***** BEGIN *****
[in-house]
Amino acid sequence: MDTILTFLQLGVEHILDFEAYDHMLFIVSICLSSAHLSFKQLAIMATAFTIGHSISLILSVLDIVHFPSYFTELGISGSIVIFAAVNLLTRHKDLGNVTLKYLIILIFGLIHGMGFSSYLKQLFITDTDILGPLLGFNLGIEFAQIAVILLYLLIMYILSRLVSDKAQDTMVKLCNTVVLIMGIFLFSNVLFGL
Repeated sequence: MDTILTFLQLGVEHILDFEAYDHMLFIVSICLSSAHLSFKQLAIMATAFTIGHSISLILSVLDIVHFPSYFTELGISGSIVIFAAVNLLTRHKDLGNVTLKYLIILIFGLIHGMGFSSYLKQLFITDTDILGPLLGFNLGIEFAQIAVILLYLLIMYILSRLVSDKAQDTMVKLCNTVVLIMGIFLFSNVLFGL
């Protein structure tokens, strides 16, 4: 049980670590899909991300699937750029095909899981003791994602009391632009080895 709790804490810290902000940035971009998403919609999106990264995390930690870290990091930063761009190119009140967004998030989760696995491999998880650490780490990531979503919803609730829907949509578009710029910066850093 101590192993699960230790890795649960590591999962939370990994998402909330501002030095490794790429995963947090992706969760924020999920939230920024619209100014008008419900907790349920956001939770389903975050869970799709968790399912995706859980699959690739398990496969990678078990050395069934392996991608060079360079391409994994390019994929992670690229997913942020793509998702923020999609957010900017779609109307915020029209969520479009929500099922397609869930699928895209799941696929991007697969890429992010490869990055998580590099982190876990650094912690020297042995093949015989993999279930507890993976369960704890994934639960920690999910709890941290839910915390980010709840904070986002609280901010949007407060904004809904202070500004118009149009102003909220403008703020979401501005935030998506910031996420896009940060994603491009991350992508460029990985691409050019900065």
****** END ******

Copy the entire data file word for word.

[in-house]
Amino acid sequence: MDTILTFLQLGVEHILDFEAYDHMLFIVSICLSSAHLSFKQLAIMATAFTIGHSISLILSVLDIVHFPSYFTELGISGSIVIFAAVNLLTRHKDLGNVTLKYLIILIFGLIHGMGFSSYLKQLFITDTDILGPLLGFNLGIEFAQIAVILLYLLIMYILSRLVSDKAQDTMVKLCNTVVLIMGIFLFSNVLFGL
Repeated sequence: MDTILTFLQLGVEHILDFEAYDHMLFIVSICLSSAHLSFKQLAIMATAFTIGHSISLILSVLDIVHFPSYFTELGISGSIVIFAAVNLLTRHKDLGNVTLKYLIILIFGLIHGMGFSSYLKQLFITDTDILGPLLGFNLGIEFAQIAVILLYLLIMYILSRLVSDKAQDTMVKLCNTVVLIMGIFLFSNVLFGL
């Protein structure tokens, strides 16, 4: 049980670590899909991300699937750029095909899981003791994602009391632009080895 709790804490810290902000940035971009998403919609999106990264995390930690870290990091930063761009190119009140967004998030989760696995491999998880650490780490990531979503919803609730829907949509578009710029910066850093 101590192993699960230790890795649960590591999962939370990994998402909330501002030095490794790429995963947090992706969760924020999920939230920024619209100014008008419900907790349920956001939770389903975050869970799709968790399912995706859980699959690739398990496969990678078990050395069934392996991608060079360079391409994994390019994929992670690229997913942020793509998702923020999609957010900017779609109307915020029209969520479009929500099922397609869930699928895209799941696929991007697969890429992010490869990055998580590099982190876990650094912690020297042995093949015989993999279930507890993976369960704890994934639960920690999910709890941290839910915390980010709840904070986002609280901010949007407060904004809904202070500004118009149009102003909220403008703020979401501005935030998506910031996420896009940060994603491009991350992508460029990985691409050019900065």